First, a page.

The Blues kept up the pressure for a time, but after a relieving kick forced them back into their own half, they almost conceded from the lineout when Grant Stewart narrowly failed to intercept a long pass by scrum-half Lloyd Williams. Just inside the second quarter, however, they narrowed the deficit with an Evans penalty from the 10-metre line.
From dictating play, Glasgow had fallen off the pace. They tried to impose some structure on proceedings by probing patiently, but for a time tended to come off second best against a Cardiff defence that had tightened up after its initial slackness. 

Ruaridh Jackson certainly came off second best after a big hit by prop Brad Thyer, but, to the ire of the crowd, the officials were happy that a legitimate tackle attempt had been made. The half ended in ill-tempered fashion, and with Cardiff on top, leaving the Warriors with it all to do all over again in the second 40 despite their commanding start to the contest.

They needed the next score, and they got it a few minutes after the restart through a Thomson penalty from the edge of the 22 – only for Evans to quickly reply. Then, in what was an increasingly frenetic encounter, a Glasgow attack was held up over the Blues line.

With barely quarter of an hour to go, Evans missed a long-range penalty, then Cardiff came close to running in a try in the right corner. Glasgow needed a break, and they got one when Blues lock Rory Thornton was sinbinned for taking out Jackson in the air. As in the first half, the option of kicking for goal was passed up in favour of the lineout. The first drive was stopped illegally, so they tried again, only to be held up, legitimately this time.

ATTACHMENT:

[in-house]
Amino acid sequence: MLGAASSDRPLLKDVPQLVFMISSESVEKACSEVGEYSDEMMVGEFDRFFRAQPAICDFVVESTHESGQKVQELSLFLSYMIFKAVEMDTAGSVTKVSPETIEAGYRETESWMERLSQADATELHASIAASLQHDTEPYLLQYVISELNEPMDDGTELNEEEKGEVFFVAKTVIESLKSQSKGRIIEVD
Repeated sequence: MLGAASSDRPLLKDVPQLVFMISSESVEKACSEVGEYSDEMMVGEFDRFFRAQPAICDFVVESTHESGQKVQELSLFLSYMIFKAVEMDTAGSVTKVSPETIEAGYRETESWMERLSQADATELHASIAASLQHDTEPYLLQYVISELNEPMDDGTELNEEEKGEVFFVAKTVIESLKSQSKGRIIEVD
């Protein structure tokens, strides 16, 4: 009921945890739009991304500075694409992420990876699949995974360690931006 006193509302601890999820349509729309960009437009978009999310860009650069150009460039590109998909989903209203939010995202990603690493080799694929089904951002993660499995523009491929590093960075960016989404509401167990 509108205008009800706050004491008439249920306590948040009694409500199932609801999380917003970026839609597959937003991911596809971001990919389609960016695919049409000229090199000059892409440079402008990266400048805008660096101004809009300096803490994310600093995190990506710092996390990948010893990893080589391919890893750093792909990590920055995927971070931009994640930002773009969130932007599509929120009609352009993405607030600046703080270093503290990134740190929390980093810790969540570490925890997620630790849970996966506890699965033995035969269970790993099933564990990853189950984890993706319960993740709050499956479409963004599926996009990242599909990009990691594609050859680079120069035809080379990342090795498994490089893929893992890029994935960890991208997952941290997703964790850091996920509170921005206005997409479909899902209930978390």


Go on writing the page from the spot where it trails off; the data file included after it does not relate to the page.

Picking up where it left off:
With five minutes to go, Thomson missed touch with a penalty from inside his own half that would have given his team a chance to build an attack while running down the clock. But Cardiff were error-prone too, and although they had one last play in which to snatch the game, their attack was snuffed out.

Teams  – 

Glasgow Warriors: R Jackson, K Steyn, N Grigg, S McDowall, R Hughes, B Thomson, N Frisby; A Allan, G Stewart, A Nicol, R Harley, K McDonald, B Flockhart, C Gibbins (captain), M Fagerson. Subs: J Matthews, G Thornton, D Rae, T Swinson, C Fusaro, J Dobie, H Jones, G Bryce.

Cardiff Blues: M Morgan; O Lane, G Smith, W Halaholo, A Summerhill, J Evans, L Williams (captain); B Thyer, K Dacey, D Arhip, S Davies, R Thornton, J Turnbull, O Robinson, W Boyde. Subs: L Belcher, C Domachowski, S Andrews, S Lewis-Hughes, N Williams, L Jones, J Tovey, H Millard.

Referee: S Gallagher (Ireland).

Scorers: Glasgow: Tries: Gibbins, Frisby. Cons: Thomson 2. Pen: Thomson.

Cardiff: Try: Somerville. Con: Evans. Pens: Evans 2.

Scoring sequence (Glasgow first): 5-0, 7-0, 12-0, 14-0, 14-5, 14-7, 14-10 half-time, 17-10, 17-13.

Yellow card: Cardiff: Thornton.

Attendance: 6,708.




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About Stuart Bathgate 1407 Articles
Stuart has been the rugby correspondent for both The Scotsman and The Herald, and was also The Scotsman’s chief sports writer for 14 years from 2000.